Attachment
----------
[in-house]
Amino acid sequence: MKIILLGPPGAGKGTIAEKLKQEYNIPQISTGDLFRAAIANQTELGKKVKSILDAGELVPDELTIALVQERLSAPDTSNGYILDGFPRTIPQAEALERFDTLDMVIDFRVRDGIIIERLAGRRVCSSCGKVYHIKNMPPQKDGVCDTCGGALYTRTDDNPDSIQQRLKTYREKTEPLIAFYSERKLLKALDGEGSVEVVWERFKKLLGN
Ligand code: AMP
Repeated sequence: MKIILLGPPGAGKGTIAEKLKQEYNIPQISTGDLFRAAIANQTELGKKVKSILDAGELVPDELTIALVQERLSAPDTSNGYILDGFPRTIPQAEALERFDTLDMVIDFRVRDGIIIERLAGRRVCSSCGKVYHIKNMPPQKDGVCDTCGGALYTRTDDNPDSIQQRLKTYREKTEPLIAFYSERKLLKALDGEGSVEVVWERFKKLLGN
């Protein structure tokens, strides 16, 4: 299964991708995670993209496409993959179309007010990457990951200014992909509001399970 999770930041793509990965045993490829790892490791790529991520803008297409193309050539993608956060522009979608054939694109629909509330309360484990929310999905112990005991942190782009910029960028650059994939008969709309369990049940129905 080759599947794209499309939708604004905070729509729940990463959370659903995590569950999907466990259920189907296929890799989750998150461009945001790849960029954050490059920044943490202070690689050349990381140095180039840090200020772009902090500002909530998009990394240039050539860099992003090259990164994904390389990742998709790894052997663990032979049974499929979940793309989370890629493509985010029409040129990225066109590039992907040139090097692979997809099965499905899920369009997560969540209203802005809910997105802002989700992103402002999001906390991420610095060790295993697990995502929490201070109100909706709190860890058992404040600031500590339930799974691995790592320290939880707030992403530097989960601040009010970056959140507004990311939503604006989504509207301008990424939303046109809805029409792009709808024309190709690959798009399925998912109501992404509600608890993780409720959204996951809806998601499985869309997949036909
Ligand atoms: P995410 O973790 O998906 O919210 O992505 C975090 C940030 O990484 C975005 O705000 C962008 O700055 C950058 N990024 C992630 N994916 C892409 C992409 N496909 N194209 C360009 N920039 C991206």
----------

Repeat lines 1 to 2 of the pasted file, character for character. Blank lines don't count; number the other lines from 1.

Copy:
[in-house]
Amino acid sequence: MKIILLGPPGAGKGTIAEKLKQEYNIPQISTGDLFRAAIANQTELGKKVKSILDAGELVPDELTIALVQERLSAPDTSNGYILDGFPRTIPQAEALERFDTLDMVIDFRVRDGIIIERLAGRRVCSSCGKVYHIKNMPPQKDGVCDTCGGALYTRTDDNPDSIQQRLKTYREKTEPLIAFYSERKLLKALDGEGSVEVVWERFKKLLGN